WITH the low farm gate price weighing heavily on many farmers’ minds, OnFarm Consulting’s Matt Harms presented the panellists at the South Gippsland Dairy Expo recently with a curly question: does finding a niche and moving into processing of dairy products create a realistic buffer against downturns, or is it an approach riddled with risk and in danger of reaching saturation point?
The pest costs affected-Gippsland farmers an estimated $115,500 each a year – adding up to millions of dollars for the Victorian dairy industry.
However, a specifically-designed remote sensing unit – fitted onto a quad bike – can now detect changes in electrical conductivity in grasses, and researchers believe these changes could indicate heavy infestations of red-headed cockchafers in the soil.
GippsDairy executive officer Danielle Auldist says early detection of infestation will allow farmers to break the breeding and development cycle of the insect.
“Up until now, the only way to tell if you had an infestation was to grab a shovel and start digging,” Auldist says. “If this trial is successful, it will allow farmers to identify where heavy infestations are and deal with the problem by ripping up the ground and destroying the grubs.”
DPI entomologist Dr Kevin Powell, who is leading the research project, hopes to identify traits in pasture that indicate cockchafers are present. The Rutherglen scientist says the first stage of trials, which were conducted recently on Gippsland farms, would be followed-up this month to check how accurate the data is.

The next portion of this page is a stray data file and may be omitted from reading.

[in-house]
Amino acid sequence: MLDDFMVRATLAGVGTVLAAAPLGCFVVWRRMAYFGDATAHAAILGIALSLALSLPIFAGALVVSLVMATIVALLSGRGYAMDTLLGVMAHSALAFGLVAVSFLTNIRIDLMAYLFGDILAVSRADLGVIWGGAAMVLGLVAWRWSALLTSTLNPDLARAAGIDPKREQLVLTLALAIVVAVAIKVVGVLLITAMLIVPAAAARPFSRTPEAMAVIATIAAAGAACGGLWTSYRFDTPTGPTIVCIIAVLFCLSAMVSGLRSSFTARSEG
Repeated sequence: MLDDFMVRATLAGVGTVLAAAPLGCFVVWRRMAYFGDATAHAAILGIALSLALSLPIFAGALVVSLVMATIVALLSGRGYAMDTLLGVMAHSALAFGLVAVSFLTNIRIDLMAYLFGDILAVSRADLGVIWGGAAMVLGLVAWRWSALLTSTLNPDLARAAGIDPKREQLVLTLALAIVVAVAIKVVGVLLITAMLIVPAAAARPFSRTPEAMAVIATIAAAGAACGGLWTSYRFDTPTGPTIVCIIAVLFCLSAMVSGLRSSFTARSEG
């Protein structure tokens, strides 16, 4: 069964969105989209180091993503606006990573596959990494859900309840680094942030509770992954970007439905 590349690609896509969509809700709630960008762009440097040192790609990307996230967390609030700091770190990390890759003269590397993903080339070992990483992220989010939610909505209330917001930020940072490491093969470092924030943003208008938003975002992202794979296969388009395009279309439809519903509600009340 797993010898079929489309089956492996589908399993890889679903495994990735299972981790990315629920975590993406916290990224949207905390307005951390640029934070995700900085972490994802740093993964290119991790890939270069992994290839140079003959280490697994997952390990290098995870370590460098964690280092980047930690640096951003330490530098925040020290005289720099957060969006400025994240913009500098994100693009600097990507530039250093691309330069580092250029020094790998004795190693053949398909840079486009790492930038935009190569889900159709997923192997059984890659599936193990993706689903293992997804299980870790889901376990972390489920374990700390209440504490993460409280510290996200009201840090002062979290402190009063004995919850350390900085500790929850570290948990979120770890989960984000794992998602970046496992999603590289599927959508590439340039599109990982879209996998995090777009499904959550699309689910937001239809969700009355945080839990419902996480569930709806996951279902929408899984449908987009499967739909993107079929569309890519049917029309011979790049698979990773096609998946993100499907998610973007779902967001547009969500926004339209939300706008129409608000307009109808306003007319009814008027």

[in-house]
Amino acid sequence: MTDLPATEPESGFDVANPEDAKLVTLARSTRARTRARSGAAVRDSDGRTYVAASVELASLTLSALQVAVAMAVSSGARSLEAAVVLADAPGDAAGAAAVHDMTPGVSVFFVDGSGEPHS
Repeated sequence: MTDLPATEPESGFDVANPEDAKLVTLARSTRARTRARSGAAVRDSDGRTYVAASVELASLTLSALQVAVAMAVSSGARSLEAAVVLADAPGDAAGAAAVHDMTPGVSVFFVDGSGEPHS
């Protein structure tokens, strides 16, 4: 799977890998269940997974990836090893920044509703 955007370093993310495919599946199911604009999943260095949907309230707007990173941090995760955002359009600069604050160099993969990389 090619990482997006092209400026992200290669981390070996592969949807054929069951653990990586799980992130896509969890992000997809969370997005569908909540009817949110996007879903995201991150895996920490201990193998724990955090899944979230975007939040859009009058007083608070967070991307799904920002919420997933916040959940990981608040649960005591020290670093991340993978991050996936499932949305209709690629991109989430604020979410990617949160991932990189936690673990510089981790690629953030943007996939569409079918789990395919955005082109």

Researchers are investigating soil properties in relation to the distribution of cockchafers.
Rohan Marriott, who farms on irrigated and dry land at Modella near Drouin, says early identification of infestations will need to be coupled with effective techniques of dealing with red- headed cockchafers.
Marriott says a heavy cockchafer attack two years ago, left him devastated financially and tested his resolve.
“Two years ago, they were across the whole farm, they didn’t discriminate between irrigated and non-irrigated paddocks – the whole farm basically copped it,” he says.
“The milk price had dropped, and we had to over-sow the whole farm; so we lost production and the cost of bringing in feed hurt.”
The project has been a GippsDairy initiative, using dairy levy funds to utilise scientists from CSIRO, Dairy Australia, DPI, Melbourne University, Latrobe University and Australian National University.
Part of the project involves farmers packaging and posting cockchafers to researchers for further examination.
GippsDairy is asking Gippsland farmers to dig up a small patch of soil where they believe a red- headed cockchafer infestation has occurred.
If grubs or adult beetles are present in the soil sample, they should be dug out and placed in a plastic container with a mixture of 70 per cent methylated spirits and 30 per cent water for at least two days. The liquid can then be drained and the specimen can be wrapped in tissue paper.
Samples can be posted to GippsDairy at PO Box 1059, Warragul, 3820, with details of when and where the cockchafers were collected.
A survey is also being conducted – with information being sought from farmers – on the extent and severity of cockchafer problems on their land. Details of the survey are available at www.gippsdairy.com.au